To Seduce (and Convince) Artificial Intelligence
29 Aug 2017|Added Value
There’s no doubting the importance of Artificial Intelligence (AI) cementing itself in the zeitgeist. Case in point: the evolution of search over the last five years has tripled according to Google Trends and it isn’t going to cap anytime soon. Artificial Intelligence is going to profoundly transform the marketing landscape and particularly its operational aspects. It already has.
Targeting will be more accurate, messages more relevant, CRM more efficient. A significant number of tasks will be automatized in an… intelligent way, and humans will be able to focus on operations that have added value (at least until the machines truly take control – but that is the subject of another debate: #universalincome or #robotarmageddon?).
In a nutshell, the impact of AI has been broadly covered and the landscape is progressively taking shape. There is, however, one point which few have covered up until now. One that seems to be quite fundamental: AI is going to become an increasingly important part of people’s daily lives, it is going to become the go-to solution for a lot of our questions, and will probably disrupt our decision making process.
The implication for brands
The Alexas, Siris, Cortanas and Watsons of this world have a purpose to support us in our lives, always ready to be a mobilized, helping hand with any of our tasks (including the most personal ones) and capable of answering the most urgent of inquiries. All these things have a tremendous impact on the data we share and especially our online navigation (the Silicon Valley giants are already working tirelessly at this of course). But this will also further revolutionize the decisions we make, and thus the way we purchase goods or services in the not too distant future. It’s reasonable to assume the consideration phase will be dangerously reduced to a congruent share, or even completely skipped, as the actual choices will be subcontracted to machines which perfectly know us, our tastes, and our needs.
Until now, little has been investigated or written on the subject. Google came close with the ZMOT study (“Zero Moment Of Truth”), but to this day, it’s nearly impossible to forecast how decisions made by smart machines will evolve and how to take them into account in our predictions or marketing models.
All of this will have a very concrete impact for brands: soon, it will be as necessary to promote our offers to AI as we do today to humans. We’ll have to market to AI, fast.
In this new relationship with machines, brands will need to consider two main options or criteria:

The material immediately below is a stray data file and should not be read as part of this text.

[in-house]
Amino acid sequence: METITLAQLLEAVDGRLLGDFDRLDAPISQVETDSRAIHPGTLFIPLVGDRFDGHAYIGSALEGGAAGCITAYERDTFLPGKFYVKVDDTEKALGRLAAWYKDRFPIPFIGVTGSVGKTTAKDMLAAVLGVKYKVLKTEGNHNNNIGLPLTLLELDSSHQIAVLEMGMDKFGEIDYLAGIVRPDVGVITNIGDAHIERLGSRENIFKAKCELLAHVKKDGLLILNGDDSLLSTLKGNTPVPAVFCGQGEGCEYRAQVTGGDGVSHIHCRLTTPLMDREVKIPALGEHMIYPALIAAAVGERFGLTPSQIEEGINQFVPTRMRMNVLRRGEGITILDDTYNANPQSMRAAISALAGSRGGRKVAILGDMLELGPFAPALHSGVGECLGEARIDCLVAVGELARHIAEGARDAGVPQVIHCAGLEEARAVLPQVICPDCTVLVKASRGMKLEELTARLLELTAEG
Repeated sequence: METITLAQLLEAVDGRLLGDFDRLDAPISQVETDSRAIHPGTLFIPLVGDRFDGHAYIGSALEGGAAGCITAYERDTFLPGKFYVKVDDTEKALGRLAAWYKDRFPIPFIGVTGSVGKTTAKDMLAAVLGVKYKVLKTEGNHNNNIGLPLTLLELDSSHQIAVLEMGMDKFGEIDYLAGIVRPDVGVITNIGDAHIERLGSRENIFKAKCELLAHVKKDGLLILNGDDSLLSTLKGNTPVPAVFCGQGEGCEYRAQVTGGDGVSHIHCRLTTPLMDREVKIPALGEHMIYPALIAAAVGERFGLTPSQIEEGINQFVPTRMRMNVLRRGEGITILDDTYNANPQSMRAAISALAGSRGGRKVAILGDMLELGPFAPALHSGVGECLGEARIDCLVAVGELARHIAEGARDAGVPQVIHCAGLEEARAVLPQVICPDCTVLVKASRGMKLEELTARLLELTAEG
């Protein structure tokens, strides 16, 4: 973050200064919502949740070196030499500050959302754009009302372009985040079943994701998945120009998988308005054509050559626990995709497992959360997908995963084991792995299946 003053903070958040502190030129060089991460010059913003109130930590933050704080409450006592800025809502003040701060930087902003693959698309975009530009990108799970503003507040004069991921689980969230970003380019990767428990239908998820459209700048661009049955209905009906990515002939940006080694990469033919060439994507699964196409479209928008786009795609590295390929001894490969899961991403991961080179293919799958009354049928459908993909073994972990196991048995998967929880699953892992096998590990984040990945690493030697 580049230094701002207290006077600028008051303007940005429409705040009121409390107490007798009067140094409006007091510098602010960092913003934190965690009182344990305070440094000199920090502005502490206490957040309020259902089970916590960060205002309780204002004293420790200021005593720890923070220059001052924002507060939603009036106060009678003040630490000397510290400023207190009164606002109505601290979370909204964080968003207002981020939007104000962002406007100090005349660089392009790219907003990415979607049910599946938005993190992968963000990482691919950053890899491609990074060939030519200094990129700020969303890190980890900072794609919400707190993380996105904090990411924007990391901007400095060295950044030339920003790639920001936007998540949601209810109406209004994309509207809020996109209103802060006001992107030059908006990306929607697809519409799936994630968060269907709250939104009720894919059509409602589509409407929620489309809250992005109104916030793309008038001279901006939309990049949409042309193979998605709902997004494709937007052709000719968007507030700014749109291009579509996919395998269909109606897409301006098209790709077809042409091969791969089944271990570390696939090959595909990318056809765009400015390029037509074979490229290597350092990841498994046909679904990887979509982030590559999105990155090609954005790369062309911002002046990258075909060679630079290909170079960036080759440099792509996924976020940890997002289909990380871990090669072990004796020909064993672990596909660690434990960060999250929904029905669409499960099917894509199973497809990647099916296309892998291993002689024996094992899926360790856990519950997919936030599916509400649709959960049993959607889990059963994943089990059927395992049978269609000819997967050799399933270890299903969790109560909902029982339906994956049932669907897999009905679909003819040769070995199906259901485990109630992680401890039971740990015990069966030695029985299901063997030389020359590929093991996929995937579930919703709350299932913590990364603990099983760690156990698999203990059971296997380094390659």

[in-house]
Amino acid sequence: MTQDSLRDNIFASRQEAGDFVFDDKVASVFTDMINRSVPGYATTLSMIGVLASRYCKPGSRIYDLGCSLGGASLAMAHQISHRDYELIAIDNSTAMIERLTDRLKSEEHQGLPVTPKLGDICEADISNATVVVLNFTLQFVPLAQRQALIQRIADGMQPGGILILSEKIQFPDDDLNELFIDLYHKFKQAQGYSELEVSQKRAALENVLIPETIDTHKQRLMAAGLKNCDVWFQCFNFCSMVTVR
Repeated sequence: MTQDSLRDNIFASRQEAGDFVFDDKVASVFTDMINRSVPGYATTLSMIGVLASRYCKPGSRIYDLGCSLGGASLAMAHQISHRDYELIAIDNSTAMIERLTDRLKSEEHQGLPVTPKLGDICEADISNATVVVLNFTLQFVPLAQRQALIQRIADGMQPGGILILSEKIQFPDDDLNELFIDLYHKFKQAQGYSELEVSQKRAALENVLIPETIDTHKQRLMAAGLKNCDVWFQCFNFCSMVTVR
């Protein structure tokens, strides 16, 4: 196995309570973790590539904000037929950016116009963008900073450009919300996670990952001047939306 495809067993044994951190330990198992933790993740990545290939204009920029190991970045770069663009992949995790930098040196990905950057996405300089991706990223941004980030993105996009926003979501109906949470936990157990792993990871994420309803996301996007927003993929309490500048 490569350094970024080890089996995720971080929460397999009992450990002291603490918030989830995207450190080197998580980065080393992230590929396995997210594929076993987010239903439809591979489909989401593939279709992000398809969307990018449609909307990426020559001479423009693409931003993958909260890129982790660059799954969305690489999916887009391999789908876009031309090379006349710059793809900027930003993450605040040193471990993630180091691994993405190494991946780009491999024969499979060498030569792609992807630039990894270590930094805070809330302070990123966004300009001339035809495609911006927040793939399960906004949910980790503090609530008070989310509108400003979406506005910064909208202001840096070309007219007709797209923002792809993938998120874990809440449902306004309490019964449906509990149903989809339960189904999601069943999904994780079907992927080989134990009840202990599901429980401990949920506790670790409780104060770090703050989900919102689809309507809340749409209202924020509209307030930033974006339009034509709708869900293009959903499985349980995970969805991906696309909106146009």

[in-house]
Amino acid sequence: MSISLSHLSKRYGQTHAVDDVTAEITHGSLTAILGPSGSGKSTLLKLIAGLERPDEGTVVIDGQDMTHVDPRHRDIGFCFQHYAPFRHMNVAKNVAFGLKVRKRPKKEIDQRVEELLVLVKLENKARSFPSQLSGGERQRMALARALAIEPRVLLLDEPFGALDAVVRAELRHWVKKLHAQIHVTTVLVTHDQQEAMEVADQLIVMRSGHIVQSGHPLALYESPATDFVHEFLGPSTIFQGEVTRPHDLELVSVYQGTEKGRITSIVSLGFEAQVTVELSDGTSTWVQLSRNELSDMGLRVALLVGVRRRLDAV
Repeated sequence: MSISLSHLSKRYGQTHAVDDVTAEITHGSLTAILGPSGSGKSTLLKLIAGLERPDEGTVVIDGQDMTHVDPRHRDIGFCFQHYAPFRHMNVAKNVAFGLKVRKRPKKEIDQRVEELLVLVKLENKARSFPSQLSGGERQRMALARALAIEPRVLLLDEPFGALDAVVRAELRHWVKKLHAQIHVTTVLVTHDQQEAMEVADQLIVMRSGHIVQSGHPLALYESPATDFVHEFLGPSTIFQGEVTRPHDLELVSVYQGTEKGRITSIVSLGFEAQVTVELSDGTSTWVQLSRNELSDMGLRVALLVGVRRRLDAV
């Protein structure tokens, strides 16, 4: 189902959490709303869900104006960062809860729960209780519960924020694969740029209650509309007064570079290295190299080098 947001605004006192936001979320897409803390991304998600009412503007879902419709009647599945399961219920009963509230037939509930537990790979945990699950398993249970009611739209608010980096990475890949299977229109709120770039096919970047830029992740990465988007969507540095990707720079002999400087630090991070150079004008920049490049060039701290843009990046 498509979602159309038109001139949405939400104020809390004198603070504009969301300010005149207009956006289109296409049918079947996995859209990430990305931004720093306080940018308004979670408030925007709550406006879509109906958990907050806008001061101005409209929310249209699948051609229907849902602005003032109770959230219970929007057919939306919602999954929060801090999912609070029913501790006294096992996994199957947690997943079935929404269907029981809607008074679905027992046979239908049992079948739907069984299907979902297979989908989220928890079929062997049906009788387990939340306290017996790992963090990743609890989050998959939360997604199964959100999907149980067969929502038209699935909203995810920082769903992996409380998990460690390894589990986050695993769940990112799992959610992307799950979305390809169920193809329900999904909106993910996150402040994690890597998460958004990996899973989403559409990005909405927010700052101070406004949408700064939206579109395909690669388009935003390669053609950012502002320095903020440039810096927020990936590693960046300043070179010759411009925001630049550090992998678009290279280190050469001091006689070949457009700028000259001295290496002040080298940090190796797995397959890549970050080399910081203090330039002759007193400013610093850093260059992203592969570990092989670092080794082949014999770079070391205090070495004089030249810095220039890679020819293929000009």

1) Let’s not delude ourselves, recommendation engines are not always as personalized as we wish them to be, and it’s very likely that the AI in our personal or home assistants are subjected to a certain amount of commercial constraints. It is safe to assume these kinds of partnership mechanisms will become even more targeted and sophisticated, and we will have to elaborate increasingly complex and relevant partnerships to be promoted to the right audience. This will further increase the power of the developers of these assistants. Case in point: if you try to order batteries through Amazon Echo today, the choice is limited to Amazon-branded batteries or batteries from… Amazon (the others? “I don’t know those” says Alexa).
2) In a world where the consideration phase is subcontracted and practically annihilated, machines, just as humans, go for the obvious and the category’s reference becomes the de facto standard. It’s not a coincidence if today, “Dash Buttons” sold by Amazon are associated not to a product, but to a very specific brand. We can safely say this is the first step (both manual and human) of subcontracted ordering left to the machine. To be the favorite brand, the reference for a specific consumer will probably be the shortcut towards transformation. Enjoying a better “top of mind” status, the iconic brand will be better prepared to thrive beyond what iconicity already achieves today.
This all seems rather natural and intuitive. Requiring just a simple adaptation for marketers, right?
From tool to prescription
There’s a slight bump in the road, though: amongst design’s many components at our disposal (may they be visual or haptic), none will be truly mastered nor understood by AI in the upcoming years. We’ve only just reached the infancy of shape recognition. Whether that shape is pleasing to the eyes or not is a different matter altogether. The same applies to texture, olfaction, sound, color and everything that can possibly seduce or convince us, human consumers, to try out a product or buy it.
The brand builder’s arsenal suddenly seems rather restrained, doesn’t it? What kind of messages could best convince AI? What tone of voice? What humorous approach? Can humour even be learned by a neural network? What emotions can be conveyed?
As we now discover an unexpected facet of something which seemed almost familiar up until now, a broader horizon opens up. AI cannot just be a practical tool for brands & companies: it must become a specific audience to seduce and convince, in a complementary fashion to humans.
And if we consider the importance of sentience or personality for AI’s development, the Alexas or Siris won’t just be the reflection of the human consumer they serve, but they may very well be the prescriptors, the influencers, the wallet and the key (in every sense of the term) to every household.
This article was written by Alexandre Thomas, Director, Kantar Added Value France.prev next